Review: Grimm’s Tales – Shoreditch Town Hall, London

“If my mother tells me not to leave the path again, then that’s what I’ll do”

A shoebrush becomes a baby hedgehog, a repurposed umbrella a mournful songbird, a coil of rope Rapunzel’s long tresses. For the eight people roaming the nooks and crannies beneath Shoreditch Town Hall, anything they find can be co-opted into their storytelling, as they give us their versions of Grimm’s fairy tales, although some will be more familiar than others. And it is not strictly their version, as Philip Wilson’s production uses Philip Pullman’s adaptation of the stories to weave a subtle kind of magic.

The show describes itself as immersive, but it is a gentler kind of immersion than most, probably better described as site-responsive. For the audience are split into two groups and taken on a journey from room to room, through five performances which draw us into their orbit, yet ask little of us but our attention (in case the notion of interaction causes any anxiety). And it is hard not to be enchanted as the company weave their spell through the darker stretches of the imagination – happily ever after doesn’t always seem guaranteed in this world. Continue reading “Review: Grimm’s Tales – Shoreditch Town Hall, London”

Review: Keeler, Richmond Theatre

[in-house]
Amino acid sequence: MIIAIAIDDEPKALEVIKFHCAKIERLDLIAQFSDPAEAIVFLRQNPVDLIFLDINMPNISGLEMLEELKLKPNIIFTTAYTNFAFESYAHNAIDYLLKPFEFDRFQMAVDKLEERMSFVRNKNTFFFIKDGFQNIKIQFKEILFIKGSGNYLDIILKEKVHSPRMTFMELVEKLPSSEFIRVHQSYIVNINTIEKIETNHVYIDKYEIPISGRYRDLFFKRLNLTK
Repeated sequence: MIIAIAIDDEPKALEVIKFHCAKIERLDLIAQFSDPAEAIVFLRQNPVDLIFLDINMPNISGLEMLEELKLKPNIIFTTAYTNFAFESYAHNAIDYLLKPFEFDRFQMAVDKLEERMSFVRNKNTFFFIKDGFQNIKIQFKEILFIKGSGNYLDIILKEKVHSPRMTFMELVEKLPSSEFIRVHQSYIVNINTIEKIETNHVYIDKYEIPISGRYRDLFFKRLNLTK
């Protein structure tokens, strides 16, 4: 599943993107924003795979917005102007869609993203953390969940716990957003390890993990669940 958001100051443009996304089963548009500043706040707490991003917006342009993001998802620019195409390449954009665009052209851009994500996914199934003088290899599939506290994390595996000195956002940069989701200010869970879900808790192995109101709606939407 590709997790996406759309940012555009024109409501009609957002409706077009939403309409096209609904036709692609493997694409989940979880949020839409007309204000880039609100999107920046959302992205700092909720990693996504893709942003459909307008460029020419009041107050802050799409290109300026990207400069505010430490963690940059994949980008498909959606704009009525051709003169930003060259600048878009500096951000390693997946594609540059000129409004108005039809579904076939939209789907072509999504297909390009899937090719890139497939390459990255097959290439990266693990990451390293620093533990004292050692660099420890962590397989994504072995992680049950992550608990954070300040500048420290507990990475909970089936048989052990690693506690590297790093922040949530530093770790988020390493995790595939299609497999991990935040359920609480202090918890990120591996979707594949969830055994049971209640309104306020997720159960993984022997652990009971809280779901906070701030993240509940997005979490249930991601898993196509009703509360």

“She’s that naked girl on that chair right?”

The story of Keeler that is told here purports to be the inside story of the Profumo Affair and is based on Christine Keeler’s own book on the matter with Douglas Thompson, The Truth At Last. Gill Adams is credited as the playwright, although curiously does not merit a biography in the programme and as it actually turns out, Keeler exercised much control over the writing of the play, approving every single word. Thus what we are left with is a heavily partisan account of someone concerned with redressing the balance of public perception in her favour, hardly the makings of great drama.

We revisit the scandal of the early 1960s from its beginnings in the Soho club where she worked as a titillating dancer and was spotted by the sleazily avuncular eye of Stephen Ward, an osteopath with grand designs on society. It was he who introduced her to the high society party lifestyle that brought with it brief but heady affairs with, amongst others, John Profumo, secretary of state for war, and Eugene Ivanov, a Soviet naval attaché. When this came to light in the paranoid Cold War atmosphere, one of the first public scandals of its nature, the ensuing trials, resignations, suicides and infamous photo shoots shocked the nation. Continue reading “Review: Keeler, Richmond Theatre”